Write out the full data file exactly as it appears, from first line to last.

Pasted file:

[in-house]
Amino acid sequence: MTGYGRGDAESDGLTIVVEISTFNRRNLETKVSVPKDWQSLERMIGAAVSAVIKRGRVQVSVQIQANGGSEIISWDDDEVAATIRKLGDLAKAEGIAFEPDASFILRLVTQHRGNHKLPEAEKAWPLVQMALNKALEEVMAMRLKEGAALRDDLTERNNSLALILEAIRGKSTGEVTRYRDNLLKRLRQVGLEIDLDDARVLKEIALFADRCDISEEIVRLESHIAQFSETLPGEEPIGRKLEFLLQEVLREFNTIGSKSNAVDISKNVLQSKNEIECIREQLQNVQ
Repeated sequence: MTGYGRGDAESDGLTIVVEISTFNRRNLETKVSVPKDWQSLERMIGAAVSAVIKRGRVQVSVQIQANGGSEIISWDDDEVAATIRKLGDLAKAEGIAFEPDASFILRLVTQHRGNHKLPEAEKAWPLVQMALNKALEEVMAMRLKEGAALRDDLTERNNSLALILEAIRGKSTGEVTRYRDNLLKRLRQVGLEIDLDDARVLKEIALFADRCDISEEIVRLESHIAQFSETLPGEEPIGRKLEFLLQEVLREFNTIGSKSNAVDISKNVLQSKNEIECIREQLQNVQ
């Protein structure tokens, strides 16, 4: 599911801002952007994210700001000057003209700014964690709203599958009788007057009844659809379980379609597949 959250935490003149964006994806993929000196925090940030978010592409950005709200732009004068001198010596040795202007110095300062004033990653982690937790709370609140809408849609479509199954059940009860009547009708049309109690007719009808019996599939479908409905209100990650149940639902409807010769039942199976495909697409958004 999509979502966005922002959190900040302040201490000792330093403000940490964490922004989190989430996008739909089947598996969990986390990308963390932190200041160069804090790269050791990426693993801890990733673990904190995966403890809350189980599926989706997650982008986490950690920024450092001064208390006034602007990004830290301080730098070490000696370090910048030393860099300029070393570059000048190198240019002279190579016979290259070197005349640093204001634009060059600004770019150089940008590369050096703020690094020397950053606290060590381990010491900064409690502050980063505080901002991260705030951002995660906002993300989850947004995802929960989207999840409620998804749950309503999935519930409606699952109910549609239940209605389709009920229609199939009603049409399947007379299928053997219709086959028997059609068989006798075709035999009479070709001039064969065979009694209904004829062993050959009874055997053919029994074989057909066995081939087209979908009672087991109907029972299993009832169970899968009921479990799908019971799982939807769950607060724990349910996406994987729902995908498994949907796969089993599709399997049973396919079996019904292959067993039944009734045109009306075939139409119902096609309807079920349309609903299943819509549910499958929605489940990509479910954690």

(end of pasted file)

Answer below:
[in-house]
Amino acid sequence: MTGYGRGDAESDGLTIVVEISTFNRRNLETKVSVPKDWQSLERMIGAAVSAVIKRGRVQVSVQIQANGGSEIISWDDDEVAATIRKLGDLAKAEGIAFEPDASFILRLVTQHRGNHKLPEAEKAWPLVQMALNKALEEVMAMRLKEGAALRDDLTERNNSLALILEAIRGKSTGEVTRYRDNLLKRLRQVGLEIDLDDARVLKEIALFADRCDISEEIVRLESHIAQFSETLPGEEPIGRKLEFLLQEVLREFNTIGSKSNAVDISKNVLQSKNEIECIREQLQNVQ
Repeated sequence: MTGYGRGDAESDGLTIVVEISTFNRRNLETKVSVPKDWQSLERMIGAAVSAVIKRGRVQVSVQIQANGGSEIISWDDDEVAATIRKLGDLAKAEGIAFEPDASFILRLVTQHRGNHKLPEAEKAWPLVQMALNKALEEVMAMRLKEGAALRDDLTERNNSLALILEAIRGKSTGEVTRYRDNLLKRLRQVGLEIDLDDARVLKEIALFADRCDISEEIVRLESHIAQFSETLPGEEPIGRKLEFLLQEVLREFNTIGSKSNAVDISKNVLQSKNEIECIREQLQNVQ
């Protein structure tokens, strides 16, 4: 599911801002952007994210700001000057003209700014964690709203599958009788007057009844659809379980379609597949 959250935490003149964006994806993929000196925090940030978010592409950005709200732009004068001198010596040795202007110095300062004033990653982690937790709370609140809408849609479509199954059940009860009547009708049309109690007719009808019996599939479908409905209100990650149940639902409807010769039942199976495909697409958004 999509979502966005922002959190900040302040201490000792330093403000940490964490922004989190989430996008739909089947598996969990986390990308963390932190200041160069804090790269050791990426693993801890990733673990904190995966403890809350189980599926989706997650982008986490950690920024450092001064208390006034602007990004830290301080730098070490000696370090910048030393860099300029070393570059000048190198240019002279190579016979290259070197005349640093204001634009060059600004770019150089940008590369050096703020690094020397950053606290060590381990010491900064409690502050980063505080901002991260705030951002995660906002993300989850947004995802929960989207999840409620998804749950309503999935519930409606699952109910549609239940209605389709009920229609199939009603049409399947007379299928053997219709086959028997059609068989006798075709035999009479070709001039064969065979009694209904004829062993050959009874055997053919029994074989057909066995081939087209979908009672087991109907029972299993009832169970899968009921479990799908019971799982939807769950607060724990349910996406994987729902995908498994949907796969089993599709399997049973396919079996019904292959067993039944009734045109009306075939139409119902096609309807079920349309609903299943819509549910499958929605489940990509479910954690």